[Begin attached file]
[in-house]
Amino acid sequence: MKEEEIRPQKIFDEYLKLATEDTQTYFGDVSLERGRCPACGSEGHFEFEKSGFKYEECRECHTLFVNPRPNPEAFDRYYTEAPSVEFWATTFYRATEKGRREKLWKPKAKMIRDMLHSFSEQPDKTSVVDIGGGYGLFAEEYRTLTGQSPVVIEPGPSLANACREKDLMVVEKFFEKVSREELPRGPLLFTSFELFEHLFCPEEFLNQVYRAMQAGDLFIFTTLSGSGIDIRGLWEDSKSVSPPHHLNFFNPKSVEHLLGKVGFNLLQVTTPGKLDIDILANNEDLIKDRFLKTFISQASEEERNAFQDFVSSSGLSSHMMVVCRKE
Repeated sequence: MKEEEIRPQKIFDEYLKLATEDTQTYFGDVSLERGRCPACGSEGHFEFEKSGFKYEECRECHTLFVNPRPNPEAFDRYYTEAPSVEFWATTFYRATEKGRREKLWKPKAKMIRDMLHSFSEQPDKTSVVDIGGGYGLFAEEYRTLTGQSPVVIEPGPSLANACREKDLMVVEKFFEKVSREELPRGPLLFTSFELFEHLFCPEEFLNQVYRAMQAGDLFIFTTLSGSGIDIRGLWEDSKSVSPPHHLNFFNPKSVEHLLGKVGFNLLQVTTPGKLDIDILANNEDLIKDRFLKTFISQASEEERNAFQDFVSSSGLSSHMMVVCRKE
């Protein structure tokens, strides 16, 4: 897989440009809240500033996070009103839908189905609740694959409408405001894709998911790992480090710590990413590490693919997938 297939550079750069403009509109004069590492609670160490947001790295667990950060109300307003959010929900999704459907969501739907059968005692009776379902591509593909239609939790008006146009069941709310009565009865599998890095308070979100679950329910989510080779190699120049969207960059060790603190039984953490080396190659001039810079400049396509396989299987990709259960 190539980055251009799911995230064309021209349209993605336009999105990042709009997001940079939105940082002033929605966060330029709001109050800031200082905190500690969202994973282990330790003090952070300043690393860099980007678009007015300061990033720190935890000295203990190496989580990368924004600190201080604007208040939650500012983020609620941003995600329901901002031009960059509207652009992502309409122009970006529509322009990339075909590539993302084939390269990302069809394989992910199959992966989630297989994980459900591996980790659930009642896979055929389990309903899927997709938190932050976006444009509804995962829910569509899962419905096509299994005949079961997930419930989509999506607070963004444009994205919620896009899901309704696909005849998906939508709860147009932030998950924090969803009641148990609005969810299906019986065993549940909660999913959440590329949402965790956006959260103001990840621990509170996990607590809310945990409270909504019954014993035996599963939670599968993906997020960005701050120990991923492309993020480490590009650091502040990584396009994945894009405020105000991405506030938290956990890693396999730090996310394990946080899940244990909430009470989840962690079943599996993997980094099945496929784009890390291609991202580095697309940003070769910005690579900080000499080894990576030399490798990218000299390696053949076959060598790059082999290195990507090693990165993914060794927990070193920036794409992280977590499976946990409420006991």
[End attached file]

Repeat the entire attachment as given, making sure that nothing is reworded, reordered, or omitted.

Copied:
[in-house]
Amino acid sequence: MKEEEIRPQKIFDEYLKLATEDTQTYFGDVSLERGRCPACGSEGHFEFEKSGFKYEECRECHTLFVNPRPNPEAFDRYYTEAPSVEFWATTFYRATEKGRREKLWKPKAKMIRDMLHSFSEQPDKTSVVDIGGGYGLFAEEYRTLTGQSPVVIEPGPSLANACREKDLMVVEKFFEKVSREELPRGPLLFTSFELFEHLFCPEEFLNQVYRAMQAGDLFIFTTLSGSGIDIRGLWEDSKSVSPPHHLNFFNPKSVEHLLGKVGFNLLQVTTPGKLDIDILANNEDLIKDRFLKTFISQASEEERNAFQDFVSSSGLSSHMMVVCRKE
Repeated sequence: MKEEEIRPQKIFDEYLKLATEDTQTYFGDVSLERGRCPACGSEGHFEFEKSGFKYEECRECHTLFVNPRPNPEAFDRYYTEAPSVEFWATTFYRATEKGRREKLWKPKAKMIRDMLHSFSEQPDKTSVVDIGGGYGLFAEEYRTLTGQSPVVIEPGPSLANACREKDLMVVEKFFEKVSREELPRGPLLFTSFELFEHLFCPEEFLNQVYRAMQAGDLFIFTTLSGSGIDIRGLWEDSKSVSPPHHLNFFNPKSVEHLLGKVGFNLLQVTTPGKLDIDILANNEDLIKDRFLKTFISQASEEERNAFQDFVSSSGLSSHMMVVCRKE
């Protein structure tokens, strides 16, 4: 897989440009809240500033996070009103839908189905609740694959409408405001894709998911790992480090710590990413590490693919997938 297939550079750069403009509109004069590492609670160490947001790295667990950060109300307003959010929900999704459907969501739907059968005692009776379902591509593909239609939790008006146009069941709310009565009865599998890095308070979100679950329910989510080779190699120049969207960059060790603190039984953490080396190659001039810079400049396509396989299987990709259960 190539980055251009799911995230064309021209349209993605336009999105990042709009997001940079939105940082002033929605966060330029709001109050800031200082905190500690969202994973282990330790003090952070300043690393860099980007678009007015300061990033720190935890000295203990190496989580990368924004600190201080604007208040939650500012983020609620941003995600329901901002031009960059509207652009992502309409122009970006529509322009990339075909590539993302084939390269990302069809394989992910199959992966989630297989994980459900591996980790659930009642896979055929389990309903899927997709938190932050976006444009509804995962829910569509899962419905096509299994005949079961997930419930989509999506607070963004444009994205919620896009899901309704696909005849998906939508709860147009932030998950924090969803009641148990609005969810299906019986065993549940909660999913959440590329949402965790956006959260103001990840621990509170996990607590809310945990409270909504019954014993035996599963939670599968993906997020960005701050120990991923492309993020480490590009650091502040990584396009994945894009405020105000991405506030938290956990890693396999730090996310394990946080899940244990909430009470989840962690079943599996993997980094099945496929784009890390291609991202580095697309940003070769910005690579900080000499080894990576030399490798990218000299390696053949076959060598790059082999290195990507090693990165993914060794927990070193920036794409992280977590499976946990409420006991």